BEUC, the European Consumer Organisation, welcomed the Commission’s toolbox of measures to tackle the impact of high energy prices.

“We’ve seen staggering increases in energy prices recently,” BEUC Director General Monique Goyens said. “As we head into winter and start to spend more on heating our homes, it’s consumers who are in the eye of the storm, having to pick up the bill for market forces totally beyond their control. This comes on the back of the COVID-19 crisis which has caused financial difficulties for many consumers and when 10% of people in the EU are already in energy poverty,” she said, adding that the European Commission has heard consumer groups’ concerns and has come forward with some ambitious proposals.

“The Commission has issued strong, consumer-centric recommendations. Now we need to see urgent action from national governments to follow through on this ambition, implement these measures and protect consumers from these rapid price rises. Looking ahead, we need to depart from our energy dependency on fossil fuels and the volatile global markets that expose consumers to price spikes. There is no better way to do that than to accelerate the shift to renewables,” Goyens said, adding that policy-makers should accelerate this shift. Only this will guarantee both affordable energy to European consumers and reductions in carbon emissions.

WindEurope CEO Giles Dickson said on October 14 the European Commission have singled out PPAs as a key part of their “toolbox” of measures to tackle the current situation in energy markets. “They’ve underlined how PPAs help ensure stable and affordable electricity prices for Europe’s businesses. And they’ve proposed a raft of measures to facilitate PPAs. RE-Source 2021 has them all: matchmaking, experience sharing or standard PPA contracts – RE-Source 2021 is your go-to place if you want to source cheap and reliable renewable electricity,” he said.

SolarPower Europe CEO Walburga Hemetsberger added that the current energy price crisis demonstrates the urgent need for businesses to invest in reliable, low-cost renewable electricity. “The European Commission has recognised the strategic importance of renewable Power Purchase Agreements for the continent and we look forward to the Commission’s additional guidance on PPA frameworks to Member States before 2023. The good news is that PPAs and on-site sourcing is booming in Europe, for yet another record-breaking year. We can go even further and faster by accelerating the development of regulatory frameworks for PPAs, taking enabling measures like standardised contracts and creating incentives for end-users,” she said.

Simson will present the Communication and toolbox to Members of the European Parliament on October 14 and to Energy Ministers on October 26. European Leaders are then due to discuss energy prices at the upcoming European Council on October 21-22.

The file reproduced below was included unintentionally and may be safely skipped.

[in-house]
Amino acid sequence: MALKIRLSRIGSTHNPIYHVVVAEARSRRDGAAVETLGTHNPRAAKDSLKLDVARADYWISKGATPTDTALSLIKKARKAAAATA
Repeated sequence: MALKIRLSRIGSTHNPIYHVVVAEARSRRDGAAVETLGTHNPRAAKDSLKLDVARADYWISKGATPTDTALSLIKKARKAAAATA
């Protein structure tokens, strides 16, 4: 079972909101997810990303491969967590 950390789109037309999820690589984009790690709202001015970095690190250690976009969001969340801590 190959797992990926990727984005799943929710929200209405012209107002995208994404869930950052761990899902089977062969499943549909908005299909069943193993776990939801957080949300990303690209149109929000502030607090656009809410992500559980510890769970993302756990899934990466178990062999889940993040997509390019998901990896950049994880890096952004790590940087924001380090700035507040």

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What Wild Natural Gas Prices Mean for Inflation

The Wall Street Journal 14 October, 2021 - 06:12am

European wholesale gas prices on spot markets have roughly tripled this year, but the average retail consumer gas price is up only about 9%, according to UBS. Anna Titareva, an economist at the bank, estimates the impact on the region’s inflation at about 0.4 percentage points. By comparison, a more moderate 50% rise in oil prices added 0.6 percentage points to inflation.

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Labor shortage, supply disruptions weighing on US economic outlook, CFOs say

Bloomberg 13 October, 2021 - 03:21pm

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Goldman Sachs personal financial management head Joe Duran on cyclical stocks rallying on consumer sentiment.  

The CFO Survey, a collaboration of Duke University’s Fuqua School of Business and the Federal Reserve Banks of Richmond and Atlanta, shows that finance chiefs' optimism about the economy and their own firms' financial prospects has moderated.

That's in part because a majority of CFOs are coping with dual crises – a lack of available workers and a global supply chain crisis – that are forcing them to take on more costs. 

Most CFOs (75%) said their firms are grappling with pandemic-induced problems in the supply chain, which has exacerbated wild swings in an array of consumer prices. Businesses are suddenly coping with production delays, shipping delays, reduced availability of materials and increased materials prices.

Large firms were more likely than small firms to take action to deal with the matter, such as holding more inventory, diversifying or reconfiguring supply chains, moving production closer to the U.S., or changing shipping logistics. Small firms noted less "room to maneuver" and are more likely to report waiting for supply chain issues to resolve themselves, the survey shows.

Just 10% of survey respondents said they expect the supply chain difficulties to ease by the end of the year.

"The actions that these companies are taking to manage supply chain disruptions are costly and hence increase the pressure on companies to increase prices," John Graham, a Duke finance professor, said in a statement. "What is more, these supply chain challenges are shaving 5% off their revenue growth, on average."

But CFOs said that hiring troubles posed an even bigger threat than supply chain challenges: Three-fourths of survey respondents said they are struggling to fill open positions; as a result, nearly 82% have started to increase wages, by an average of nearly 10%. The other 33% is implementing or exploring automation to replace workers. 

The survey comes after a new Labor Department report released on Tuesday revealed there were an estimated 10.4 million open jobs at the end of August. Though a slight decline from the end of July, it's still a staggeringly high figure; there are some 2.7 million more open jobs than unemployed Americans looking for work.

"The workforce shortage is the single most significant threat to America’s economic recovery," the powerful U.S. Chamber of Commerce said in a statement Tuesday morning. "Coupled with Friday's disappointing employment figures, this is yet another reminder that the recovery remains very fragile."